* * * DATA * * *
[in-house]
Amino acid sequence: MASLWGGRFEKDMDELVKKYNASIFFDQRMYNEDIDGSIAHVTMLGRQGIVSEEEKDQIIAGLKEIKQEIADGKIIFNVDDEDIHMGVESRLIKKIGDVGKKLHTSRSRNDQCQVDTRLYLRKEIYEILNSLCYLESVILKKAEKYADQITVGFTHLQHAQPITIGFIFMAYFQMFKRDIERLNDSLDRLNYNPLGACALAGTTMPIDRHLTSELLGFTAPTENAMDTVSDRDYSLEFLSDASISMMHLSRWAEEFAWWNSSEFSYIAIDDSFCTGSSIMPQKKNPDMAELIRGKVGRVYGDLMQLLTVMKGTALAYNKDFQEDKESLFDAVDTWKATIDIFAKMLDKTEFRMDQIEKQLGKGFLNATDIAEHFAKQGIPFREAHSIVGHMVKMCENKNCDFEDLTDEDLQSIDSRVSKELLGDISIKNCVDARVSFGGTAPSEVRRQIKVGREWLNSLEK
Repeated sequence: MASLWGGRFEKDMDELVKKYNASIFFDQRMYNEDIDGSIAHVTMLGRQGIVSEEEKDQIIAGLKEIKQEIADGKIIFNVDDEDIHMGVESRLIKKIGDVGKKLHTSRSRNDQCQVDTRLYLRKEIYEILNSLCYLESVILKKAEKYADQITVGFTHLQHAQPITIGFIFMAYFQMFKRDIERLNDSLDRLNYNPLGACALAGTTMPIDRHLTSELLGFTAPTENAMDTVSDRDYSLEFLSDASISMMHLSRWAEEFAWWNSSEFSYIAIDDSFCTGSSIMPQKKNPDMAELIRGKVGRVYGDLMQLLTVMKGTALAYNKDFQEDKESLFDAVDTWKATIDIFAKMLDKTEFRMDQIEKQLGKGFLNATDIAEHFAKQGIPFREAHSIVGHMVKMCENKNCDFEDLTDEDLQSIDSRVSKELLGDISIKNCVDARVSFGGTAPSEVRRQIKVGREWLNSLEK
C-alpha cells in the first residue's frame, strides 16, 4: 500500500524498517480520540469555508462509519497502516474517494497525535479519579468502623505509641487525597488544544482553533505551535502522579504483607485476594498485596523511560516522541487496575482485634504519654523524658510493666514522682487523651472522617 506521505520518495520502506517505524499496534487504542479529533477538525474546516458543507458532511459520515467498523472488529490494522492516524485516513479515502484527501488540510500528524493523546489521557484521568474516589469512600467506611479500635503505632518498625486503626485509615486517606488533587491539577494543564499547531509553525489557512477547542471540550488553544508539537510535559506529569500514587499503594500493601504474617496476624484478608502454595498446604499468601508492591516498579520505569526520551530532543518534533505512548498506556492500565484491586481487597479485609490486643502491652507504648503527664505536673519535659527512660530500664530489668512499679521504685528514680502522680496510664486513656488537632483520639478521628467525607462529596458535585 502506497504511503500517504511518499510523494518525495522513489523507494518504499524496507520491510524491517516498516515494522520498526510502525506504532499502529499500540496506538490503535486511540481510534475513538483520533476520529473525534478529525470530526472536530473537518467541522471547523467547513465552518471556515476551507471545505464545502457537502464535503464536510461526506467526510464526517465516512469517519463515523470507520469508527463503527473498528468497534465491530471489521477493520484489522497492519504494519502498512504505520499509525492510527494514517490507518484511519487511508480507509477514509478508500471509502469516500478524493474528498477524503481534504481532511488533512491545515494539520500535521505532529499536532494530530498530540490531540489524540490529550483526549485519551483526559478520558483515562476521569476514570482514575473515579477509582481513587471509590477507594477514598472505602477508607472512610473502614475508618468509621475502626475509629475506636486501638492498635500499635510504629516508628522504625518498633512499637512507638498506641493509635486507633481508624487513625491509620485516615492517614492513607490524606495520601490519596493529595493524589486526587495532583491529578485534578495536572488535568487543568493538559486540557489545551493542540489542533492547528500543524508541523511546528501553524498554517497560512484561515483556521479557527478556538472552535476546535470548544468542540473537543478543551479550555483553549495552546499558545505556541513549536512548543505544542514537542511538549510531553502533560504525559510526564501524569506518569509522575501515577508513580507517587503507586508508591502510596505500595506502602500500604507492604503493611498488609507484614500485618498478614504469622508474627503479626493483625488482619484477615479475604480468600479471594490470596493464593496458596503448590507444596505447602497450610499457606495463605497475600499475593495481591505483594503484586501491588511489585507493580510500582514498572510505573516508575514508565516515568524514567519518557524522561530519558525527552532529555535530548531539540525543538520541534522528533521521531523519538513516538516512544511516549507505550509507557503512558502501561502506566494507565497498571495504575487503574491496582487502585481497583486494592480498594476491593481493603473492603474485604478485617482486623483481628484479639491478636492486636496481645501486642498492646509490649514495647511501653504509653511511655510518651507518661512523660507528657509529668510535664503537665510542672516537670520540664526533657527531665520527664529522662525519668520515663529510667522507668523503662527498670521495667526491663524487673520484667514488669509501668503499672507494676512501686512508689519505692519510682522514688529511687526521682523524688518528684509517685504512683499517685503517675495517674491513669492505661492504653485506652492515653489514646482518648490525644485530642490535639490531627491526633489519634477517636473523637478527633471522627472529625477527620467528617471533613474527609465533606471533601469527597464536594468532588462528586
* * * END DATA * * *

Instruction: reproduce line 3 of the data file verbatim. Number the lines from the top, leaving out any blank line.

Repeated sequence: MASLWGGRFEKDMDELVKKYNASIFFDQRMYNEDIDGSIAHVTMLGRQGIVSEEEKDQIIAGLKEIKQEIADGKIIFNVDDEDIHMGVESRLIKKIGDVGKKLHTSRSRNDQCQVDTRLYLRKEIYEILNSLCYLESVILKKAEKYADQITVGFTHLQHAQPITIGFIFMAYFQMFKRDIERLNDSLDRLNYNPLGACALAGTTMPIDRHLTSELLGFTAPTENAMDTVSDRDYSLEFLSDASISMMHLSRWAEEFAWWNSSEFSYIAIDDSFCTGSSIMPQKKNPDMAELIRGKVGRVYGDLMQLLTVMKGTALAYNKDFQEDKESLFDAVDTWKATIDIFAKMLDKTEFRMDQIEKQLGKGFLNATDIAEHFAKQGIPFREAHSIVGHMVKMCENKNCDFEDLTDEDLQSIDSRVSKELLGDISIKNCVDARVSFGGTAPSEVRRQIKVGREWLNSLEK